Results: Treated ECs showed an increase of macrophage migration inhibitory factor and macrophage inflammatory protein 1β, whereas CD40 ligand and complement component C5/C5a were decreased. Subcutaneously implanted grafts showed increased mRNA levels of tumour necrosis factor α and interleukin 6 in the treatment group. Enhanced repopulation with recipient cells could be observed after SWT. Augmented macrophage infiltration and increased polarization towards M2 macrophages was observed in treated animals. Enhanced recruitment of osteoclastic cells in proximity to calcified tissue was found after SWT. Consequently, SWT resulted in decreased areas of calcification in treated animals. The reseeding experiment revealed that fibroblasts showed the best coverage compared with other cell types. 

Moreover, SW-treated ECs exhibited enhanced repopulation compared with untreated controls. 

Conclusions: SWs reduce the calcification of subcutaneously implanted decellularized xenografts via the modulation of the acute macrophage-mediated inflammatory response and improves the in vitro repopulation of decellularized grafts. It may therefore serve as a feasible adjunct to heart valve tissue engineering. 

  • Selective loss of unmyelinated nerve fibers after extracorporeal shockwave application to the musculoskeletal system 21

Application of extracorporeal shockwaves (ESW) to the musculoskeletal system may induce long-term analgesia in the treatment of chronic tendinopathies of the shoulder, heel and elbow.

However, the molecular and cellular mechanisms behind this phenomenon are largely unknown. Here we tested the hypothesis that long-term analgesia caused by ESW is due to selective loss of nerve fibers in peripheral nerves. To test this hypothesis in vivo, high-energy ESW were applied to the ventral side of the right distal femur of rabbits. After 6 weeks, the femoral and sciatic nerves were investigated at the light and electron microscopic level. Application of ESW resulted in a selective, substantial loss of unmyelinated nerve fibers within the femoral nerve of the treated hind limb, whereas the sciatic nerve of the treated hind limb remained unaffected. These data might indicate that alleviation of chronic pain by selective partial denervation may play an important role in the effects of clinical ESW application to the musculoskeletal system.

  • Extracorporeal shockwave application to the distal femur of rabbits diminishes the number of neurons immunoreactive for substance P in dorsal root ganglia L5 22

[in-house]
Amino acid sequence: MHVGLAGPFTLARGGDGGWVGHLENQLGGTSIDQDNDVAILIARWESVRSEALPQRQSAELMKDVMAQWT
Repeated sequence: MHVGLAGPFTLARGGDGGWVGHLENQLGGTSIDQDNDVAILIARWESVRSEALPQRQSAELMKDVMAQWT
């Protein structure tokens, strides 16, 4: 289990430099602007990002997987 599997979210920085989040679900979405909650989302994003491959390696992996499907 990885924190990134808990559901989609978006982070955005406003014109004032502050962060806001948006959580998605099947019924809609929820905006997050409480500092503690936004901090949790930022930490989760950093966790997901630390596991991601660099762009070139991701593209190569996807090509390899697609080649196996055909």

Application of extracorporeal shockwaves to the musculoskeletal system can induce long-term analgesia in the treatment of chronic painful diseases such as calcifying tendonitis of the shoulder, tennis elbow and chronic plantar fasciitis. However, the molecular and cellular mechanisms underlying this phenomenon are largely unknown. Recently it was shown that application of extracorporeal shockwaves to the distal femur of rabbits can lead to reduced concentration of substance P in the shockwaves’ focal zone. In the present study we investigated the impact of extracorporeal shockwaves on the production of substance P within dorsal root ganglia in vivo. High-energy shockwaves were applied to the ventral side of the right distal femur of rabbits. After six weeks, the dorsal root ganglia L5 to L7 were investigated with high-precision design-based stereology. The application of extracorporeal shockwaves caused a statistically significant decrease in the mean number of neurons immunoreactive for substance P within the dorsal root ganglion L5 of the treated side compared with the untreated side, without affecting the total number of neurons within this dorsal root ganglion. No effect was observed in the dorsal root ganglia L6 and L7, respectively. These data might further contribute to our understanding of the molecular and cellular mechanisms in the induction of long-term analgesia by extracorporeal shockwave application to the musculoskeletal system.

  • Immunohistochemical evaluation of substance P and calcitonin gene-related peptide in skin and  periosteum after extracorporeal shock wave therapy and radial pressure wave therapy in sheep 30

Objective: To evaluate the effect of focused extracorporeal shock wave therapy (ESWT) and radial pressure wave therapy (RPWT) on immunohistochemical staining for substance P and calcitonin gene-related peptide (CGRP) in the skin and periosteum of sheep. 

Animals: 36 sheep. 

Procedures: All 4 limbs of 36 sheep were treated with ESWT, RPWT, or a sham treatment. For 14 days after treatment, at least 2 sheep were euthanized daily and tissue was harvested for histologic evaluation of nerves via staining for substance P and CGRP in the skin and periosteum. 

Results: No effects of ESWT or RPWT were observed on the number of nerves with stain uptake for substance P or CGRP in the skin or periosteum. 

Conclusions and clinical relevance: Substance P- and CGRP-containing nerve fibers are not disrupted by EWST or RPWT. Further studies are needed to identify the mechanism of analgesia observed in association with these treatment modalities.

  • Evaluation of analgesia resulting from extracorporeal shock wave therapy and radial pressure wave therapy in the limbs of horses and sheep 31

Objective: To identify the duration and potential mechanisms of analgesia following extracorporeal shock wave therapy (ESWT) and radial pressure wave therapy (RPWT) in limbs of horses and sheep.

Animals: 6 horses and 30 sheep.